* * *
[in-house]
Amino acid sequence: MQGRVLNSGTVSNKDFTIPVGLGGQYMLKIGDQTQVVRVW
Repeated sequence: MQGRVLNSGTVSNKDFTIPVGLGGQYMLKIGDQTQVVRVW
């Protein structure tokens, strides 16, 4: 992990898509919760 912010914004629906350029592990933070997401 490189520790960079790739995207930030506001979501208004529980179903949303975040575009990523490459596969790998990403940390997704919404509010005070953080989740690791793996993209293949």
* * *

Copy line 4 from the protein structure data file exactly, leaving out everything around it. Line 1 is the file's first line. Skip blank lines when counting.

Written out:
């Protein structure tokens, strides 16, 4: 992990898509919760 912010914004629906350029592990933070997401 490189520790960079790739995207930030506001979501208004529980179903949303975040575009990523490459596969790998990403940390997704919404509010005070953080989740690791793996993209293949």